You should be able to enjoy your home and garden without being affected by smoke from a neighbour or a nearby business.
Most neighbours will be considerate if you explain that smoke is causing a problem first. But if it keeps happening, you can report it to us. Read more about resolving disputes with neighbours and when to involve us on the government website.
You should always report dark smoke from a business, because we'll need to investigate and take action to find out if they're burning waste illegally.
You can report a smoke problem to us on our online form.
We don't accept anonymous reports. You'll need to tell us your name, address and an email address in case we want to contact you.
Please read the information below about what people can and can't burn, and what happens when you report smoke to us, before you fill in the form.
Smoke from homes
We have designated the whole of Barnsley as a 'smoke control area' to improve our air quality and reduce pollution from burning coal, oil or wood as fuel.
This means that everyone with a heating appliance must make sure that they:
- only burn an authorised smokeless fuel
- or; have an exempt appliance, capable of burning fuel without emitting smoke (and only operate it in accordance with the manufacturer's instructions)
It's an offence to not comply with these requirements and could lead to a fine of up to £1000.
If somebody is burning fuel and the smoke is affecting your home, you can report it to us.
Smoke from gardens
Being in a smoke control area doesn't mean that people can't have a garden bonfire or a barbecue, but the smoke shouldn't be causing a nuisance to neighbours. If your home or garden is affected by smoke from your neighbour's property you can report it to us.
If you're having a bonfire or barbecue please tell your neighbours; and try to locate it in a place that will avoid any smoke blowing onto their property.
There are alternatives to burning rubbish or garden waste, please consider what you can compost or recycle first. If you are having a garden fire you should avoid:
- burning wet waste, it produces more smoke
- having a fire on still or damp days when smoke won't disperse very well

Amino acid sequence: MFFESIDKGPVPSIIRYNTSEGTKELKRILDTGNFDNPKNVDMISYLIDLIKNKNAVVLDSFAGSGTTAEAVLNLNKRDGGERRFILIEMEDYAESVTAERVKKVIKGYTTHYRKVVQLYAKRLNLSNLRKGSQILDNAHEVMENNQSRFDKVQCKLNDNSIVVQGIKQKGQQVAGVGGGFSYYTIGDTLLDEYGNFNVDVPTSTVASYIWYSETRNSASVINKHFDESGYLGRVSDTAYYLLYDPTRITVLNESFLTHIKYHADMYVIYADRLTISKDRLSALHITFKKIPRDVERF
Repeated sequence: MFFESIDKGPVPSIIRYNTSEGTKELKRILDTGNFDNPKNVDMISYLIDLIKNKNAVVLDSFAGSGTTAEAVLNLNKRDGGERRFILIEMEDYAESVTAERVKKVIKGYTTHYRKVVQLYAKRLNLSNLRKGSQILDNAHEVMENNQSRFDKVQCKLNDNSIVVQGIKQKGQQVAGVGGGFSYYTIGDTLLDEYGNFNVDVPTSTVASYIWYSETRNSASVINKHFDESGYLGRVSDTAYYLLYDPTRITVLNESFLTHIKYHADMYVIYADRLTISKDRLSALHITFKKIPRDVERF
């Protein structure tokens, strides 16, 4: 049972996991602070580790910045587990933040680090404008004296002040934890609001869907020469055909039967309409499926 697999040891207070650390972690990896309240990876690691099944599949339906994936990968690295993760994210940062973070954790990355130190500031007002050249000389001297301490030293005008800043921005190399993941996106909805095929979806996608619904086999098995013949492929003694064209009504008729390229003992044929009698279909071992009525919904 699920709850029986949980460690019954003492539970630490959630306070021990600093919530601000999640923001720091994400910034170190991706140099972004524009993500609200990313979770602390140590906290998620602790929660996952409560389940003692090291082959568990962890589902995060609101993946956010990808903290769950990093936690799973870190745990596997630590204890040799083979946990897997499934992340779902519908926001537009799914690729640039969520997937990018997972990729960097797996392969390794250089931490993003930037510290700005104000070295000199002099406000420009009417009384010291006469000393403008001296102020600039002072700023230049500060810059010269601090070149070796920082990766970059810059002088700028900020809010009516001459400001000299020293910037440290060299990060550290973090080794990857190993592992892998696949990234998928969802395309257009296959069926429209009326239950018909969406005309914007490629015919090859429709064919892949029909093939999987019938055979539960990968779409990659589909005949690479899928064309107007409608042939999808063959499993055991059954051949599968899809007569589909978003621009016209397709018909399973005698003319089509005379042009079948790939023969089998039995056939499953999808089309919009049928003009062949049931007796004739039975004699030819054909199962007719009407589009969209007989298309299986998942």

- burning rubber, foam, plastic or anything containing paint
- burning anything outside when the air pollution level is high
Wood burning stoves
Many people think that wood burning stoves are more environmentally friendly than gas appliances, but they can emit more pollution into the air.
If you have a wood burning stove you must make sure it's an exempt appliance because Barnsley is a designated 'smoke free area'. You should also only burn approved fuel. If you don't comply with the legislation, you could be fined up to £1000.
Use wood to heat your home?
The government and the Guild of Master Chimney Sweeps have produced leaflets enabling you to best use your wood burning stove – saving you fuel and money, reducing air pollution and complying with the law.
Find out about government advice.
You can download a copy of the Guild of Master Chimney Sweeps leaflet.
It's an offence under the Clean Air Act for industrial or trade premises to emit dark smoke from burning waste. Dark smoke is usually produced from burning materials like plastic or rubber, cables and some furniture.
You can report any dark smoke from a business on our online form.
We'll always investigate reports of dark smoke and can take court action, leading to a criminal conviction and a fine of up to £20,000 for the business.
How to report smoke to us
You can use our online form to report all smoke problems to us, unless it's an emergency.
We can't investigate anonymous reports, so you'll need to tell us your name and address. We'll also need to know:
- where the smoke is coming from
- how often it happens
- what affect it has on you
- any action you've taken to deal with it
It would be helpful if you could upload some evidence with your form, either a document, photo or video. We have a smoke diary that you can download and fill in to keep a record of the details of the smoke.
By law, we can only deal with smoke that is defined as being a 'statutory nuisance' in the Environmental Protection Act 1990. For smoke to be classed as a statutory nuisance it must be:
- considerably affecting you and your enjoyment of your home or garden
We won't investigate reports of smoke from garden fires or barbecues unless it's excessive, and happening frequently.
We always investigate reports of dark smoke, or other smoke from a business, regardless of how many times it's happened.
What happens when you report smoke to us
When we receive your form, we'll use the information you've told us to decide if we can look into the matter. We may also ask you to fill in a smoke diary, or send us some other evidence, if you haven't already uploaded it with the form.
If we decide to investigate the smoke we'll usually write to the person or business and ask them to resolve the problem, before any further action is taken. We won't give them your name or contact details.
We may also visit the area at the time you've told us the smoke occurs.
In most cases we'll need to witness the smoke, before we can take any formal action.
We can then either serve an abatement notice on the person or business emitting the smoke, or take legal action.
If you've reported smoke from a home or garden, we may ask you to provide a witness statement and attend court. We'll tell you what's involved in this and support you through the process.
We won't ask you for a witness statement or to attend court, if you've reported smoke from a business.